Napping at work, a solution to stress?

Still not very developed and not enjoying a very positive connotation in Belgium, napping is nevertheless a fairly widespread practice abroad. In most Asian countries, especially in Japan, it has even become a cultural practice called "inemuri" (taking a nap in Japan means that one struggles so hard at work that one can no longer stand upright). Elsewhere, as in China, napping is a right. It is thus regulated and enshrined in the constitution.

Although the context in which it takes place is quite different from ours (we do not advocate the exploitation of employees to the point of extreme fatigue), the desired effects are similar, i.e. a boost in productivity, a boost in energy or a reduction in stress.

But back to our sheep, or rather, to our pillows. Why do we advocate napping in our Western societies?

Several reasons explain our desire to democratize this practice in the professional environment.

First of all, we started from an alarming observation: Belgians are stressed at work. Indeed, according to a study by Omnivit (2018), 3 Belgians out of 5 are stressed at work, and more than one Belgian out of 4 is stressed every day. 

This stress is generally itself caused by another disorder, lack of sleep, which affects 96% of Belgians, either frequently or occasionally. This lack of sleep will, in turn, cause increasing stress. It would therefore be easy to fall into an infernal spiral. Not only does stress cause a lot of inconvenience for the people who suffer from it, from simple discomfort to burnout and the total cessation of all activity, but it also prevents them from doing their work properly.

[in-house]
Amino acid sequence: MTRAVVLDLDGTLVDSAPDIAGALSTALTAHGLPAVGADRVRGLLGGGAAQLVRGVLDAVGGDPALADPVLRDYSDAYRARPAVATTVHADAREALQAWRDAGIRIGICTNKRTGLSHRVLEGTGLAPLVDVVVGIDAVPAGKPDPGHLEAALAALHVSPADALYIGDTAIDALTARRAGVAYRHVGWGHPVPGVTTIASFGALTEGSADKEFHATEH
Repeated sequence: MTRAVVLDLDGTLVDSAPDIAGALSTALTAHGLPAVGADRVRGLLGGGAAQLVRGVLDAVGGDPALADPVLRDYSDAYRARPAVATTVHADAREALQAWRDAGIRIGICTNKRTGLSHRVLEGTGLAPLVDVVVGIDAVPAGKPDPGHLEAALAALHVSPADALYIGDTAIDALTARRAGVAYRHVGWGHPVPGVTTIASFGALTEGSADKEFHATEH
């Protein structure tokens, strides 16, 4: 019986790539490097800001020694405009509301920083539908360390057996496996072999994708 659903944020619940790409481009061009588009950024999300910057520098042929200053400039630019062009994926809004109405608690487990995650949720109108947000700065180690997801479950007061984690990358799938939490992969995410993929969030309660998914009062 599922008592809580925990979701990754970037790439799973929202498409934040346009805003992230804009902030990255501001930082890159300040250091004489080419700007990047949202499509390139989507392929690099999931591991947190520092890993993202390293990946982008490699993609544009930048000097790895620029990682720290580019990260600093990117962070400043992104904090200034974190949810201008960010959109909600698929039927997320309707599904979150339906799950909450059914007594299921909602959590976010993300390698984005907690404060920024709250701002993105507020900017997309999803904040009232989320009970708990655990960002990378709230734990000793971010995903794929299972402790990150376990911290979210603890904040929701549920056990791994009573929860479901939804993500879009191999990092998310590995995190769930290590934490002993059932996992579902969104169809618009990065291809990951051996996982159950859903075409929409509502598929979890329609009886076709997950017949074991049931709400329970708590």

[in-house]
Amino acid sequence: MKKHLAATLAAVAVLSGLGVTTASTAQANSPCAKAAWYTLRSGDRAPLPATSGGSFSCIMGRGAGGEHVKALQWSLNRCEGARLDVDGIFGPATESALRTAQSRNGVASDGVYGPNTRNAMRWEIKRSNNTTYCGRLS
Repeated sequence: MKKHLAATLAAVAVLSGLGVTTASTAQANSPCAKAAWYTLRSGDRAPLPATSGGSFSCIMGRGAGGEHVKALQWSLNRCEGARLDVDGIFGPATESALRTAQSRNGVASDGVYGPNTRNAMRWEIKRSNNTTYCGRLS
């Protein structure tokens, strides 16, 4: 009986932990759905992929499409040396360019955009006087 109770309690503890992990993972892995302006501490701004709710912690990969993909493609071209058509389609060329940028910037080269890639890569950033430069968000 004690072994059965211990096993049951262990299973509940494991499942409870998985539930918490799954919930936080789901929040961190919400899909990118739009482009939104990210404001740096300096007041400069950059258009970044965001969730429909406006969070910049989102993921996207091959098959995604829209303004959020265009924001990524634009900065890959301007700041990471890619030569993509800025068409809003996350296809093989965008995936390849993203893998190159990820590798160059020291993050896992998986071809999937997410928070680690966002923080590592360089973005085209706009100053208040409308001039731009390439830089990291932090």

Stressed man overwhelmed by the amount of work

In addition to the obvious health problems caused by stress and sleep disorders, these also represent an important economic issue for companies.  

In 2018 alone, sleep deprivation cost the U.S. economy as much as $400 billion. In Belgium, the cost of stress-related incapacity to work amounted to more than 7 billion euros in 2017 according to Inami! Impressive figures that are likely to increase further in the future if nothing is done.

It is therefore important to remedy this problem since, in addition to the well-being and productivity of workers, it is the profitability of companies that is at stake.

Finally, it has been scientifically proven that a short nap of 10 to 30 minutes would be beneficial for the body and mind. It would restore the levels of hormones and proteins that combat stress, restore the proper functioning of the immune system, lower sensitivity to pain, and boost alertness and reactivity. In short, there are many good reasons to practice it!

At WeNap, we believe that it is possible to combine high performance and well-being at work without compromising one's health. This association seems to be indispensable not only for the development of the workers but also for the sustainability of the staff and therefore of the company.

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